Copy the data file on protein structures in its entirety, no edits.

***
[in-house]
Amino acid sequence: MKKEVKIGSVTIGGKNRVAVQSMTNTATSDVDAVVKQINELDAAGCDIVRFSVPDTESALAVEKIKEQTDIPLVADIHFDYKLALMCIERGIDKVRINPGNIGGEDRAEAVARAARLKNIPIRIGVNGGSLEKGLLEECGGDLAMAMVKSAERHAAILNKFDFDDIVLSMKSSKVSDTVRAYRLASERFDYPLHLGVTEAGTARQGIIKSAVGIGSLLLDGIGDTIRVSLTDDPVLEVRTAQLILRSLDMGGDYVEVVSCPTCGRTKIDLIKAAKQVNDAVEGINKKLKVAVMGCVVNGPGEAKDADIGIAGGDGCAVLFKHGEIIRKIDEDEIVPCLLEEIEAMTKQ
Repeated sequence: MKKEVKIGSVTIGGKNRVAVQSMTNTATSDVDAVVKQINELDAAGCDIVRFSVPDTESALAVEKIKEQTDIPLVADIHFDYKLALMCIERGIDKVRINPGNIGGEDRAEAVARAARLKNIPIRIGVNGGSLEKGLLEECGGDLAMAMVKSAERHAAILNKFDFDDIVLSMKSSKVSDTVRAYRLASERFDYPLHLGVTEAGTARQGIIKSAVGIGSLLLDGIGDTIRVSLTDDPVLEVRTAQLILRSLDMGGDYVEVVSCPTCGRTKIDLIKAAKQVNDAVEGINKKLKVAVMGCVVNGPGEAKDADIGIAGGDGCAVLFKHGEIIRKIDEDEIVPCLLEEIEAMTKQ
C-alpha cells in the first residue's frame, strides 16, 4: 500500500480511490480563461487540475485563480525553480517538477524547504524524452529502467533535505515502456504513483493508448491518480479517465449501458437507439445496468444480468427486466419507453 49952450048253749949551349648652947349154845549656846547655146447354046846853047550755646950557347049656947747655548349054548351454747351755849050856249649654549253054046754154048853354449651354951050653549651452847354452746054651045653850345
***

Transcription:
[in-house]
Amino acid sequence: MKKEVKIGSVTIGGKNRVAVQSMTNTATSDVDAVVKQINELDAAGCDIVRFSVPDTESALAVEKIKEQTDIPLVADIHFDYKLALMCIERGIDKVRINPGNIGGEDRAEAVARAARLKNIPIRIGVNGGSLEKGLLEECGGDLAMAMVKSAERHAAILNKFDFDDIVLSMKSSKVSDTVRAYRLASERFDYPLHLGVTEAGTARQGIIKSAVGIGSLLLDGIGDTIRVSLTDDPVLEVRTAQLILRSLDMGGDYVEVVSCPTCGRTKIDLIKAAKQVNDAVEGINKKLKVAVMGCVVNGPGEAKDADIGIAGGDGCAVLFKHGEIIRKIDEDEIVPCLLEEIEAMTKQ
Repeated sequence: MKKEVKIGSVTIGGKNRVAVQSMTNTATSDVDAVVKQINELDAAGCDIVRFSVPDTESALAVEKIKEQTDIPLVADIHFDYKLALMCIERGIDKVRINPGNIGGEDRAEAVARAARLKNIPIRIGVNGGSLEKGLLEECGGDLAMAMVKSAERHAAILNKFDFDDIVLSMKSSKVSDTVRAYRLASERFDYPLHLGVTEAGTARQGIIKSAVGIGSLLLDGIGDTIRVSLTDDPVLEVRTAQLILRSLDMGGDYVEVVSCPTCGRTKIDLIKAAKQVNDAVEGINKKLKVAVMGCVVNGPGEAKDADIGIAGGDGCAVLFKHGEIIRKIDEDEIVPCLLEEIEAMTKQ
C-alpha cells in the first residue's frame, strides 16, 4: 500500500480511490480563461487540475485563480525553480517538477524547504524524452529502467533535505515502456504513483493508448491518480479517465449501458437507439445496468444480468427486466419507453 49952450048253749949551349648652947349154845549656846547655146447354046846853047550755646950557347049656947747655548349054548351454747351755849050856249649654549253054046754154048853354449651354951050653549651452847354452746054651045653850345